A San Diego company says it can turn algae into oil, producing a green-colored crude that yields ultra-clean versions of gasoline and diesel without the downsides of current biofuels production.
The year-old company, called Sapphire Energy, uses algae, sunlight, carbon dioxide and nonpotable water to make "green crude" that it contends is chemically equivalent to the light, sweet crude oil that fetches more than $130 a barrel.
Chief Executive Jason Pyle said the company's green crude could be processed in existing oil refineries, and the resulting fuels could power existing cars and trucks just as today's more polluting versions of gasoline and diesel do.
"What we're talking about is something that is radically different," Pyle said. "We really look at this as a paradigm change."
Sapphire's announcement is the latest development from companies and researchers focused on finding ways to cut harmful emissions from cars, trucks, trains and planes.
Sapphire's process would help curb U.S. reliance on imported crude and alleviate concerns about the world's dwindling supply of oil, Pyle said. And by using carbon dioxide spewed out by such things as coal plants, the production process would help remove harmful emissions from the atmosphere.
The green crude also would produce fewer pollutants in the refining process and fewer harmful emissions from vehicle tailpipes, Pyle said.
The company would not give details about the production process or where its pilot project would be located. Sapphire expects to introduce its first fuels in three years and reach full commercial scale in five years.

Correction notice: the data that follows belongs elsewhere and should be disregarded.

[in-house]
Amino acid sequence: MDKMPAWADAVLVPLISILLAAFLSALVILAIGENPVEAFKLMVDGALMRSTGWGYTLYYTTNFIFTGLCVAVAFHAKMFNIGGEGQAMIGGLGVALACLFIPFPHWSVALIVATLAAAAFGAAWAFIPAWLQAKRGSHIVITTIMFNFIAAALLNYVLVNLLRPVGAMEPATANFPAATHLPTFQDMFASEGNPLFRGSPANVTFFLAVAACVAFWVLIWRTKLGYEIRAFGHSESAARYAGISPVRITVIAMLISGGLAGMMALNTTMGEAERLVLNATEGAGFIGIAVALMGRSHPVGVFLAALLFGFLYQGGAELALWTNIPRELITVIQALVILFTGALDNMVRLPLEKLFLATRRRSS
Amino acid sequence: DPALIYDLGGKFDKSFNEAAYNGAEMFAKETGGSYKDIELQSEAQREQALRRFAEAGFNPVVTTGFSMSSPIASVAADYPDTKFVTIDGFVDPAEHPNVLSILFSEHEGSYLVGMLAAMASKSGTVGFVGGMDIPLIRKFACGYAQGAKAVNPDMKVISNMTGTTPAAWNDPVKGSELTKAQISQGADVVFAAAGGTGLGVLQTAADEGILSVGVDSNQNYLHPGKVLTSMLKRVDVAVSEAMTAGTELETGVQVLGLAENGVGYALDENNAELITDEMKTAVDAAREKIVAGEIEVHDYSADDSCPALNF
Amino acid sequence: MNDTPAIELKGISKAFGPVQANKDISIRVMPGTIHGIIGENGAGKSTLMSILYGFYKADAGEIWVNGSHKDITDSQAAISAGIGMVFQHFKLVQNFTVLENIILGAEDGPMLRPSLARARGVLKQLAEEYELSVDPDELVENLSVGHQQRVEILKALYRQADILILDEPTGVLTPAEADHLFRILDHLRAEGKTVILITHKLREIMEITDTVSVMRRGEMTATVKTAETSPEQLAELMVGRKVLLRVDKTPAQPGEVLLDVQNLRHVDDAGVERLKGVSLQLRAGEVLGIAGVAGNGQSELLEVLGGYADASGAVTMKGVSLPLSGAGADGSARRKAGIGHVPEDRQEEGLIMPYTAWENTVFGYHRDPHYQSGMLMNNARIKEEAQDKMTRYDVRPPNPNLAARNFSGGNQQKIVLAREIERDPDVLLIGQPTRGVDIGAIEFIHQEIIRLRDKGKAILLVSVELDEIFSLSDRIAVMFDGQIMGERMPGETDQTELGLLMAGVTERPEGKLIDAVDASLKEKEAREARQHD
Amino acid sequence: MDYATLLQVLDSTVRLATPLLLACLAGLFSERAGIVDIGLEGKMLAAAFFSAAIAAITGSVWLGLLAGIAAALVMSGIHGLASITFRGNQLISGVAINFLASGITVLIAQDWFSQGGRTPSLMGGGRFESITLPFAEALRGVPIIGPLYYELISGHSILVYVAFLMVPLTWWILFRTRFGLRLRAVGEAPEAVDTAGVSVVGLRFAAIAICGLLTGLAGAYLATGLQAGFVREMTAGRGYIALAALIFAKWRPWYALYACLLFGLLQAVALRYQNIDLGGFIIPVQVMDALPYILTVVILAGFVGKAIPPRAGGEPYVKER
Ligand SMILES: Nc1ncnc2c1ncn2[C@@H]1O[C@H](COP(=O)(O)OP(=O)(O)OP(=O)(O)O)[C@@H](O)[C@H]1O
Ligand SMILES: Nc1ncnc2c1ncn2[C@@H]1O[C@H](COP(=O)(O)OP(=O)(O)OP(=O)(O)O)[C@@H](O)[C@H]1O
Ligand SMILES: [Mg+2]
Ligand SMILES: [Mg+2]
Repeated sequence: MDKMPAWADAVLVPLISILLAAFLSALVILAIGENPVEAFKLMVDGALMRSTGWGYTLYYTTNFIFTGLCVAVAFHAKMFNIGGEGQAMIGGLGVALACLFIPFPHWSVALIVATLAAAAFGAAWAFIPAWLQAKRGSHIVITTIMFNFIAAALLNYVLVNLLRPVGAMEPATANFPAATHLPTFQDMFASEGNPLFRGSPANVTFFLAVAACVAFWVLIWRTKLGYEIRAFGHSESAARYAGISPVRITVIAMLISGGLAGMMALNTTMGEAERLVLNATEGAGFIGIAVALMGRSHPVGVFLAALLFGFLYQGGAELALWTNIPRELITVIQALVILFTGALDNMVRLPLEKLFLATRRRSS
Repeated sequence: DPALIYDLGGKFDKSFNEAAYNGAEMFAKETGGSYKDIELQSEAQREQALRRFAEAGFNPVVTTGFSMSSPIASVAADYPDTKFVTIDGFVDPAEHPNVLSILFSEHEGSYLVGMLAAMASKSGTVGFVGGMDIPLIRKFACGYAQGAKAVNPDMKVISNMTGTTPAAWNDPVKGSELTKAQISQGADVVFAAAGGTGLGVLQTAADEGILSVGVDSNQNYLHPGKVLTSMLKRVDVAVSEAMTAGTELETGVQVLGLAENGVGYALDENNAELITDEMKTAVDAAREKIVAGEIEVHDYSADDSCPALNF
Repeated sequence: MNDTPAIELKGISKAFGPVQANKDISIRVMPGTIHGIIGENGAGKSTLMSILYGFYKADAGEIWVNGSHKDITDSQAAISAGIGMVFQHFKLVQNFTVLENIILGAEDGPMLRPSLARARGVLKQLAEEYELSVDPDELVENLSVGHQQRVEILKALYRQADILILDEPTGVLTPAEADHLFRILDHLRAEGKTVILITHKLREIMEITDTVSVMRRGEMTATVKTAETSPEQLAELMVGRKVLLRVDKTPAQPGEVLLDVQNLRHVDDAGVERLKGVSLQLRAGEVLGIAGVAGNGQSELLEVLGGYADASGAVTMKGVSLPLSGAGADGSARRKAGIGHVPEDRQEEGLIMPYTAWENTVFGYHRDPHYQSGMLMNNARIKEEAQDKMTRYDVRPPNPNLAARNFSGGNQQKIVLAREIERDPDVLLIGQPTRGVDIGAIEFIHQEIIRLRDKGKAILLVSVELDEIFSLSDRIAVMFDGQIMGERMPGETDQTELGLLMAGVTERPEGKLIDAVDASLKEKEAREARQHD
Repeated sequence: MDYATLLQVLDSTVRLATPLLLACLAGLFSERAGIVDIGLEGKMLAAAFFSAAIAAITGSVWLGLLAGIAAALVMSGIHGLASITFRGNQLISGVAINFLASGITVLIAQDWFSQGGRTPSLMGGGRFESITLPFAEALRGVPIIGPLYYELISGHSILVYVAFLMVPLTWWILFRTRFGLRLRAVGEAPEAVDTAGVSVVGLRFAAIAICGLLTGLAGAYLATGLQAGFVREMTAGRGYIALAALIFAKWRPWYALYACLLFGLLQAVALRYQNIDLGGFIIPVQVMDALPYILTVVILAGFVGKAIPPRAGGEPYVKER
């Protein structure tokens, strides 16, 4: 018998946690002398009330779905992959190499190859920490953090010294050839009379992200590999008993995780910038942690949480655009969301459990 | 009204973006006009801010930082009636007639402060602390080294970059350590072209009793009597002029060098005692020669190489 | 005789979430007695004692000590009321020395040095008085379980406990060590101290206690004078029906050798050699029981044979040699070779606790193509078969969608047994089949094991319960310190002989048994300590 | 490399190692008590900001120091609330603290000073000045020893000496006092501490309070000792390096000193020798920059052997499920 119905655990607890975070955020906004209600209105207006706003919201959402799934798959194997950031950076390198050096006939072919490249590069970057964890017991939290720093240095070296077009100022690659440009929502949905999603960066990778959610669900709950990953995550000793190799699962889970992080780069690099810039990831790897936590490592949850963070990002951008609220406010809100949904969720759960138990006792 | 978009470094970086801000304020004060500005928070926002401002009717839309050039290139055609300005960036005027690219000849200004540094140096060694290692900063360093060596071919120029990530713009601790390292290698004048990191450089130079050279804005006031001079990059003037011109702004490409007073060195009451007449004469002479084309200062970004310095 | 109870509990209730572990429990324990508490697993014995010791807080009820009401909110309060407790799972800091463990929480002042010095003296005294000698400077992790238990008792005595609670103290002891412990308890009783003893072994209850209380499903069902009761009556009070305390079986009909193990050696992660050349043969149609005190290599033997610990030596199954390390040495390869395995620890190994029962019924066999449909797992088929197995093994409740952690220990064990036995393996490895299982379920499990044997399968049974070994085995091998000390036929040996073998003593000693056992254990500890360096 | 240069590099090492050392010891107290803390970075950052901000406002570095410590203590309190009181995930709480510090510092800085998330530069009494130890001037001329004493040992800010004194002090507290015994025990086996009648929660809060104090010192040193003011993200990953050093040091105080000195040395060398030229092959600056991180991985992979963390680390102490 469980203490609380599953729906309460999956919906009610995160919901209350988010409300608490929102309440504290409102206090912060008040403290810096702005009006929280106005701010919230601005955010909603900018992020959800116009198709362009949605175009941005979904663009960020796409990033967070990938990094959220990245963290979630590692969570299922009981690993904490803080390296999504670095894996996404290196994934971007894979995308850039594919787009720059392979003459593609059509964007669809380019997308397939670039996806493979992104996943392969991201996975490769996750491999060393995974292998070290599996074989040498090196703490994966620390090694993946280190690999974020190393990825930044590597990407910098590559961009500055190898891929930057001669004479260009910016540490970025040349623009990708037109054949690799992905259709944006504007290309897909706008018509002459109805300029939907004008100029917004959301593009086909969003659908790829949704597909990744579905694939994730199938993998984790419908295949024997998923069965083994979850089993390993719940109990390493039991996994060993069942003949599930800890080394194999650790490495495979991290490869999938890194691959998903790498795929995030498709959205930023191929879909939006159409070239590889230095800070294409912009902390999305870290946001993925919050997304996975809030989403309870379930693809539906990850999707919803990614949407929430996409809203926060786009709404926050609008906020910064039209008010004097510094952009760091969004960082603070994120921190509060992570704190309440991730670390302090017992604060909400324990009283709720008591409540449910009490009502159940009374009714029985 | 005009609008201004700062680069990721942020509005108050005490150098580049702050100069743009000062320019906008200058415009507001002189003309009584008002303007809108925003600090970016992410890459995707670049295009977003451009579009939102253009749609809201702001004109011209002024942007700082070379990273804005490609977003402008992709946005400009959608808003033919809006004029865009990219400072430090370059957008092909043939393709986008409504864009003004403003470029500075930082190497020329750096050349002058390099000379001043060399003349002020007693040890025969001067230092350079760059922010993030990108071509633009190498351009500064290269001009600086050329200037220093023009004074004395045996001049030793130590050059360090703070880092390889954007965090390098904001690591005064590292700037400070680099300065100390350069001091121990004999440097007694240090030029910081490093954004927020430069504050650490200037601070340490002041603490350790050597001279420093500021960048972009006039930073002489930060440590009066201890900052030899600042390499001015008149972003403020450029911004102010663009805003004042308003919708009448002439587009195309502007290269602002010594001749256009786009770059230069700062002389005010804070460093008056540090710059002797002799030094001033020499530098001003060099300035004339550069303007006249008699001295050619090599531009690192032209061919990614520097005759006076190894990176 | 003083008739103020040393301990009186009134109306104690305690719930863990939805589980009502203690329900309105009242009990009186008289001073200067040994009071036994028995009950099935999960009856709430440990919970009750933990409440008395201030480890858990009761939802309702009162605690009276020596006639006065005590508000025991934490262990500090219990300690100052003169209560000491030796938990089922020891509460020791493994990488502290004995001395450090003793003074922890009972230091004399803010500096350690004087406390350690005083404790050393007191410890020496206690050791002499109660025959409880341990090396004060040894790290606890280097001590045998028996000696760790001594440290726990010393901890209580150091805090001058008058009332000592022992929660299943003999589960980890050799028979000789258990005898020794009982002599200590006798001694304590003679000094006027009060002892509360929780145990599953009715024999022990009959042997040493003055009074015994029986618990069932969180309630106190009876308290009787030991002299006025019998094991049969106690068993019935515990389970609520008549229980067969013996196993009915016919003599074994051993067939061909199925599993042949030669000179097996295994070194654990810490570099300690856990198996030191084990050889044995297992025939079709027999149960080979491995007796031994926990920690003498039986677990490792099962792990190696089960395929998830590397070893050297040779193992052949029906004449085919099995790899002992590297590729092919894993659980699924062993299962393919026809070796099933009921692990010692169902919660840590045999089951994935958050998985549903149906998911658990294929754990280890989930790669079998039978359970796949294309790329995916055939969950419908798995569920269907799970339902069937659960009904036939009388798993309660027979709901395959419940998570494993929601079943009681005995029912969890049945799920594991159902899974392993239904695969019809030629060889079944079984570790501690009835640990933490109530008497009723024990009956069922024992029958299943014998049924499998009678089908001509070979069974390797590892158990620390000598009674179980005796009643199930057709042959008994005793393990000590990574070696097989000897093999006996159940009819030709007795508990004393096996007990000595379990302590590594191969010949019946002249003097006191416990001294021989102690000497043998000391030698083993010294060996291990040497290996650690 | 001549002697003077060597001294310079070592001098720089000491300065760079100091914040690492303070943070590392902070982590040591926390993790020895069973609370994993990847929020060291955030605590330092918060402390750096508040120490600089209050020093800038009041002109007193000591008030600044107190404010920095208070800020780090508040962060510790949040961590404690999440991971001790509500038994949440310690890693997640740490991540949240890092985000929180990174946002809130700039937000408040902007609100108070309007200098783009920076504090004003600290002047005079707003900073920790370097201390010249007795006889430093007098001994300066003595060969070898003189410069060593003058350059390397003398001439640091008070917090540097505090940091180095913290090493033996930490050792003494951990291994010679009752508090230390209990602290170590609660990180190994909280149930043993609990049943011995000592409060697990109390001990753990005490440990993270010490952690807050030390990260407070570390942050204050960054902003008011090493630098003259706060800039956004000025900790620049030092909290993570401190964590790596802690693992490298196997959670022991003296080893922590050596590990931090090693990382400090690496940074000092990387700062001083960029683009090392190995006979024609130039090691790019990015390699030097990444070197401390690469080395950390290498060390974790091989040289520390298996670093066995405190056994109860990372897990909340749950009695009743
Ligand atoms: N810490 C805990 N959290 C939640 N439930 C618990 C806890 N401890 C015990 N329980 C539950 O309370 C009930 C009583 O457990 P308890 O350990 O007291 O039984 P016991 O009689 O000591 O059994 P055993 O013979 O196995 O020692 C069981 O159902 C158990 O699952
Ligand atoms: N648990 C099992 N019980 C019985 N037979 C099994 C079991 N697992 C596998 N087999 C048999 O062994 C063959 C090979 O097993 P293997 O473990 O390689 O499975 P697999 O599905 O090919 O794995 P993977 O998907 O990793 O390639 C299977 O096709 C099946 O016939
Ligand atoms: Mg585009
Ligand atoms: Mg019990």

Pyle would not cite the pricetag for a barrel of green crude, but he described the expected cost as competitive with producing oil from deep-water drilling and oil sands. The company already has produced green versions of jet fuel, diesel, and clear, premium-grade gasoline, he said.
Today's biofuels - in the United States, that's biodiesel and corn-based ethanol - have helped displace petroleum but also have troublesome characteristics that reduce their appeal. Corn-derived ethanol and soybean-based biodiesel eat into croplands used to grow food, and their production and distribution consume large amounts of energy.
Many companies are making strides in producing ethanol from nonfood sources such as switchgrass, plant waste or recycled paper.
Virent Energy Systems Inc., based in Madison, Wisc., in March unveiled a joint venture with Shell Oil Co. that would produce "biogasoline" from plant sugars - creating fuel that could be distributed through existing pipes and stations and used in existing vehicles.
And there are plenty of companies working toward producing oil from algae. The idea isn't new, but interest and research have grown so significantly that Web sites such as www.oilgae.com are devoted to the topic.
"One thing that is encouraging is the level of attention and the investment that's happening to really try to find better ways to fuel our transportation system," said Don Anair, vehicles analyst for the Union of Concerned Scientists.